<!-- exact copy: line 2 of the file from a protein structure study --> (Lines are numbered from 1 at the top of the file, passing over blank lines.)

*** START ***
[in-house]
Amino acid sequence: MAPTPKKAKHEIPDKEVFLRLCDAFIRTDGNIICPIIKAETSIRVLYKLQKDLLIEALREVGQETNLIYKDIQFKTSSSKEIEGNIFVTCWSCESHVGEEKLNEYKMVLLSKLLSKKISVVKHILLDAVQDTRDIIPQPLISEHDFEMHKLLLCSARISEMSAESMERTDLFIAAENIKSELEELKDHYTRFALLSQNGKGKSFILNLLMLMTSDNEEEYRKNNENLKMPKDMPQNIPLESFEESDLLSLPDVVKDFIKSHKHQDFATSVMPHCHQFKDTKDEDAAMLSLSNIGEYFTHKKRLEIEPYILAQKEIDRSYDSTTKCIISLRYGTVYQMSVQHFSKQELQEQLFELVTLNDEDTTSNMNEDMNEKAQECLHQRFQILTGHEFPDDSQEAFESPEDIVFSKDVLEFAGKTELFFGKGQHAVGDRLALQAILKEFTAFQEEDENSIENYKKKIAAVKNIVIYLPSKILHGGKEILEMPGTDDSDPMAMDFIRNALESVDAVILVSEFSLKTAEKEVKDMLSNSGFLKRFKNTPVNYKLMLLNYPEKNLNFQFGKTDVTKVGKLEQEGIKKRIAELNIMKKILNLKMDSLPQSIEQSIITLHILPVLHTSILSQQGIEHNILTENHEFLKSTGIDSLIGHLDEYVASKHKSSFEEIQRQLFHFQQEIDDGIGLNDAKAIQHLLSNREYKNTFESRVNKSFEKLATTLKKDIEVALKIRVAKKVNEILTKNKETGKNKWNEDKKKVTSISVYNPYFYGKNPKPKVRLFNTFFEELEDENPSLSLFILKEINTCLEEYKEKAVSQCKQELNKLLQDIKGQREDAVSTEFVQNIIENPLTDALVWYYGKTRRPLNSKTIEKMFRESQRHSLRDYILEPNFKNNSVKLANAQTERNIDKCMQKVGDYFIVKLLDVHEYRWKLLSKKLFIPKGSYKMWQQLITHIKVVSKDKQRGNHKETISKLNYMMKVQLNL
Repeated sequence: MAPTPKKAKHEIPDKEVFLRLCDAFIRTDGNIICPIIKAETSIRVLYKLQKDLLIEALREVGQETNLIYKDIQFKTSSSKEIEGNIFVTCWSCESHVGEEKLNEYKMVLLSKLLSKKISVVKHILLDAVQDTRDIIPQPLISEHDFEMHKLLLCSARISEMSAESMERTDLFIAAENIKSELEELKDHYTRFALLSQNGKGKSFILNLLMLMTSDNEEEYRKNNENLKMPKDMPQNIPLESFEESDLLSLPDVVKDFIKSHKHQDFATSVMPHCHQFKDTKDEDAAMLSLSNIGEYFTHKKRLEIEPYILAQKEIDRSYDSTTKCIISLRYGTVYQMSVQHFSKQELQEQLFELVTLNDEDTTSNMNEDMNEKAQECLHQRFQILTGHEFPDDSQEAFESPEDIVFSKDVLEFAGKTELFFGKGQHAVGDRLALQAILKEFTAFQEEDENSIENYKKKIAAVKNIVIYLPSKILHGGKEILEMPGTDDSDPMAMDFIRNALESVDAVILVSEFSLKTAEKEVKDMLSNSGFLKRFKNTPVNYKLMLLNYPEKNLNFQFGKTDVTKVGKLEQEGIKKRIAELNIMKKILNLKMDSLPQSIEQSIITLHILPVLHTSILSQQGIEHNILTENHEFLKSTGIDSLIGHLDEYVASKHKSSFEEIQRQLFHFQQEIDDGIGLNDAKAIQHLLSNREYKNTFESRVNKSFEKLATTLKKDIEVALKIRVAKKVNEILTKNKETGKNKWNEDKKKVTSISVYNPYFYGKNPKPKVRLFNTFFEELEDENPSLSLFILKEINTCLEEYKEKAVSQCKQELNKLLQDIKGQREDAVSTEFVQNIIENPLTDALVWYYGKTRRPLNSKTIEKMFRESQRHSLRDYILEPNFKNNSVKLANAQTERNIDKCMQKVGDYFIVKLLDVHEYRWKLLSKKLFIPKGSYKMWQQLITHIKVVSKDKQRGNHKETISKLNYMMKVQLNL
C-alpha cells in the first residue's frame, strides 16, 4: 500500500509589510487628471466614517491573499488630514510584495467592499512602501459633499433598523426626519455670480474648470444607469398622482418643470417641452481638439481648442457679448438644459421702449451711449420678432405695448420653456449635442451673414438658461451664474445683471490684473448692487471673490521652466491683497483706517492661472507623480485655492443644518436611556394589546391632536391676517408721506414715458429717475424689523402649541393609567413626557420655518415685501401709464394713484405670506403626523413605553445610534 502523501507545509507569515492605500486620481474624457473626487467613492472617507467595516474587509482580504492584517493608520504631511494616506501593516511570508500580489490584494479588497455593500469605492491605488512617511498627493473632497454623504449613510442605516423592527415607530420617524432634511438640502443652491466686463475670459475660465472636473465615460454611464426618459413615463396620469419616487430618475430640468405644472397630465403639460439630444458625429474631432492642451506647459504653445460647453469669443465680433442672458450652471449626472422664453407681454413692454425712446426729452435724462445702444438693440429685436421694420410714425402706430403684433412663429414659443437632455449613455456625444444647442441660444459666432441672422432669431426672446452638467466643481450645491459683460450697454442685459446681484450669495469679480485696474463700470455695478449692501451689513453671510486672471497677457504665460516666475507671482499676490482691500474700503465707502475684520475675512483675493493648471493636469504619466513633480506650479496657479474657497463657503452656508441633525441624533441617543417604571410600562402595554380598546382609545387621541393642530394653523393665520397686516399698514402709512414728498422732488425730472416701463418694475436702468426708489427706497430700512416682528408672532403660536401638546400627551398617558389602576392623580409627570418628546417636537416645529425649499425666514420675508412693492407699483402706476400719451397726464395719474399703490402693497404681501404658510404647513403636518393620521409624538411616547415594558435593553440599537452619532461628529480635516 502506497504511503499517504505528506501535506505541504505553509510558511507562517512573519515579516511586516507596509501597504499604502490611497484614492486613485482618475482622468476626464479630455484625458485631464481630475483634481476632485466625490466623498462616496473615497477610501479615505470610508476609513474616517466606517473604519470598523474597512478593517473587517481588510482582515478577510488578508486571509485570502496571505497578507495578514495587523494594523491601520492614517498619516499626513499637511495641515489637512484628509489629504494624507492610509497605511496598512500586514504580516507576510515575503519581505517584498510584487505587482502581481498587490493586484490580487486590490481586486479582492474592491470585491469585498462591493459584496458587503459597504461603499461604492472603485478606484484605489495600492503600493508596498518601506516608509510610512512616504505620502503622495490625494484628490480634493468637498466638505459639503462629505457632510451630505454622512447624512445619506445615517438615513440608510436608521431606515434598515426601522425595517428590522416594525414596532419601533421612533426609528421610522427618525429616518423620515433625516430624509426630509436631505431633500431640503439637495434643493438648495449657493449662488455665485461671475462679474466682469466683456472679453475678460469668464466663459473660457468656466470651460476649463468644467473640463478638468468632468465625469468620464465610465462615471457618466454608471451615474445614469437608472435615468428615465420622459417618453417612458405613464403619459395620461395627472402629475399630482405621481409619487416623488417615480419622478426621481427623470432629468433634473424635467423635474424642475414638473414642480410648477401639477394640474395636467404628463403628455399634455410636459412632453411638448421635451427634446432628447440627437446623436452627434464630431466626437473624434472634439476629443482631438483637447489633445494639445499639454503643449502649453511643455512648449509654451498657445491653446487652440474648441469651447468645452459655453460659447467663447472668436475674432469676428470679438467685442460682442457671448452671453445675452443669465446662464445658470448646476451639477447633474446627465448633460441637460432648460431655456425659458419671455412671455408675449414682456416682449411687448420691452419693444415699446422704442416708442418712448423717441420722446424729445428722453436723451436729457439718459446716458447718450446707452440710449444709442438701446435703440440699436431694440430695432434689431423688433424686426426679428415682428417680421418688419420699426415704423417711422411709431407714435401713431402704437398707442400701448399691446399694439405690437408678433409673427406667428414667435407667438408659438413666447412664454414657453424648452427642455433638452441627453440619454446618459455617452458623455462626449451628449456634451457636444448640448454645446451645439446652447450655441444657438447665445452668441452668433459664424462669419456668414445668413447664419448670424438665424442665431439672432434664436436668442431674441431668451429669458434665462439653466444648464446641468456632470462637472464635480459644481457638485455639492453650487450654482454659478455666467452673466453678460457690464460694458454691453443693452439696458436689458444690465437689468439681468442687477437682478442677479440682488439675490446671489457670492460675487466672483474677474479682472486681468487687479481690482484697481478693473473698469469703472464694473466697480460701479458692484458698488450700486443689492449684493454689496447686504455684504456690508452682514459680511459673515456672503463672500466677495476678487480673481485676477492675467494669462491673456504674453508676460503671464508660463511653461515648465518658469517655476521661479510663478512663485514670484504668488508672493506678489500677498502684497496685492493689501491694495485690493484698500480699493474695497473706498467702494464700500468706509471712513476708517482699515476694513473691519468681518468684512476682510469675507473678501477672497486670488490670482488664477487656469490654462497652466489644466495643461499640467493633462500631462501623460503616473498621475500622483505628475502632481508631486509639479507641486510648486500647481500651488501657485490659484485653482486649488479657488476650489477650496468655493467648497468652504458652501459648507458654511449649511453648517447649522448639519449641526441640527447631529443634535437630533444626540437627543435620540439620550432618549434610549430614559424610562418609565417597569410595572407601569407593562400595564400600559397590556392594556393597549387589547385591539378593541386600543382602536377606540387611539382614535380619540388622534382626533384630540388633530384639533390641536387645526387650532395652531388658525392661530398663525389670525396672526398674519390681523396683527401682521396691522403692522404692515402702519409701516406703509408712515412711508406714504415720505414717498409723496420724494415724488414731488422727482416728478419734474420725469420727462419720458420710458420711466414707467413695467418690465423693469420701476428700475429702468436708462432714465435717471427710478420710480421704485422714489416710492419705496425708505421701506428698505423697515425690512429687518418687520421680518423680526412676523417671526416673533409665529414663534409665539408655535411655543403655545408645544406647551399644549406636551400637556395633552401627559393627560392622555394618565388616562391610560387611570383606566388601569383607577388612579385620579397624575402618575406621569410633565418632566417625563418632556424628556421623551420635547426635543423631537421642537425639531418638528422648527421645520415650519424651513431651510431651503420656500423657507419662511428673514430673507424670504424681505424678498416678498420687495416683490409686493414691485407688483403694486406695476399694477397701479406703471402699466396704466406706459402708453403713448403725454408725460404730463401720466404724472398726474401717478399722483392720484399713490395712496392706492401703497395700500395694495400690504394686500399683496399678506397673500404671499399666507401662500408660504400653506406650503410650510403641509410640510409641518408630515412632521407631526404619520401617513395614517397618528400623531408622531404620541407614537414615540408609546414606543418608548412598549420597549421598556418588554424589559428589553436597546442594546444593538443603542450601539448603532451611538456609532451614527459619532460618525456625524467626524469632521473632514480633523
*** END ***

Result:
Amino acid sequence: MAPTPKKAKHEIPDKEVFLRLCDAFIRTDGNIICPIIKAETSIRVLYKLQKDLLIEALREVGQETNLIYKDIQFKTSSSKEIEGNIFVTCWSCESHVGEEKLNEYKMVLLSKLLSKKISVVKHILLDAVQDTRDIIPQPLISEHDFEMHKLLLCSARISEMSAESMERTDLFIAAENIKSELEELKDHYTRFALLSQNGKGKSFILNLLMLMTSDNEEEYRKNNENLKMPKDMPQNIPLESFEESDLLSLPDVVKDFIKSHKHQDFATSVMPHCHQFKDTKDEDAAMLSLSNIGEYFTHKKRLEIEPYILAQKEIDRSYDSTTKCIISLRYGTVYQMSVQHFSKQELQEQLFELVTLNDEDTTSNMNEDMNEKAQECLHQRFQILTGHEFPDDSQEAFESPEDIVFSKDVLEFAGKTELFFGKGQHAVGDRLALQAILKEFTAFQEEDENSIENYKKKIAAVKNIVIYLPSKILHGGKEILEMPGTDDSDPMAMDFIRNALESVDAVILVSEFSLKTAEKEVKDMLSNSGFLKRFKNTPVNYKLMLLNYPEKNLNFQFGKTDVTKVGKLEQEGIKKRIAELNIMKKILNLKMDSLPQSIEQSIITLHILPVLHTSILSQQGIEHNILTENHEFLKSTGIDSLIGHLDEYVASKHKSSFEEIQRQLFHFQQEIDDGIGLNDAKAIQHLLSNREYKNTFESRVNKSFEKLATTLKKDIEVALKIRVAKKVNEILTKNKETGKNKWNEDKKKVTSISVYNPYFYGKNPKPKVRLFNTFFEELEDENPSLSLFILKEINTCLEEYKEKAVSQCKQELNKLLQDIKGQREDAVSTEFVQNIIENPLTDALVWYYGKTRRPLNSKTIEKMFRESQRHSLRDYILEPNFKNNSVKLANAQTERNIDKCMQKVGDYFIVKLLDVHEYRWKLLSKKLFIPKGSYKMWQQLITHIKVVSKDKQRGNHKETISKLNYMMKVQLNL